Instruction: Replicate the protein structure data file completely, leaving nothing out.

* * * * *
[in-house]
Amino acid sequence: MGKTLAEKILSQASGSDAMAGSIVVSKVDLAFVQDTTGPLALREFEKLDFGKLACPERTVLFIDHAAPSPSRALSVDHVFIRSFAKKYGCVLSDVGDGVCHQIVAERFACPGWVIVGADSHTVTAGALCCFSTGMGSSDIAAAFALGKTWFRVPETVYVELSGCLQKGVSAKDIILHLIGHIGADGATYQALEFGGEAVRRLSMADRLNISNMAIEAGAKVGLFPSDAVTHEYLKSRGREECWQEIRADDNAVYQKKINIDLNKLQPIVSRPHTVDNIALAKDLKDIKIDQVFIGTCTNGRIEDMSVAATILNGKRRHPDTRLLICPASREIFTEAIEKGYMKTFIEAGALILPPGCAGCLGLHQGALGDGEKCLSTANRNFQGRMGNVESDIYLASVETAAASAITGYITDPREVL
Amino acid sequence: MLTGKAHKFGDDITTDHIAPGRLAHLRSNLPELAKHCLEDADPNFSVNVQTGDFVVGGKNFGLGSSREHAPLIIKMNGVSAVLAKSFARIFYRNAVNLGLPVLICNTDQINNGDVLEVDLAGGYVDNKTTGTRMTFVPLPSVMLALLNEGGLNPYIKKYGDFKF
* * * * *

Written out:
[in-house]
Amino acid sequence: MGKTLAEKILSQASGSDAMAGSIVVSKVDLAFVQDTTGPLALREFEKLDFGKLACPERTVLFIDHAAPSPSRALSVDHVFIRSFAKKYGCVLSDVGDGVCHQIVAERFACPGWVIVGADSHTVTAGALCCFSTGMGSSDIAAAFALGKTWFRVPETVYVELSGCLQKGVSAKDIILHLIGHIGADGATYQALEFGGEAVRRLSMADRLNISNMAIEAGAKVGLFPSDAVTHEYLKSRGREECWQEIRADDNAVYQKKINIDLNKLQPIVSRPHTVDNIALAKDLKDIKIDQVFIGTCTNGRIEDMSVAATILNGKRRHPDTRLLICPASREIFTEAIEKGYMKTFIEAGALILPPGCAGCLGLHQGALGDGEKCLSTANRNFQGRMGNVESDIYLASVETAAASAITGYITDPREVL
Amino acid sequence: MLTGKAHKFGDDITTDHIAPGRLAHLRSNLPELAKHCLEDADPNFSVNVQTGDFVVGGKNFGLGSSREHAPLIIKMNGVSAVLAKSFARIFYRNAVNLGLPVLICNTDQINNGDVLEVDLAGGYVDNKTTGTRMTFVPLPSVMLALLNEGGLNPYIKKYGDFKF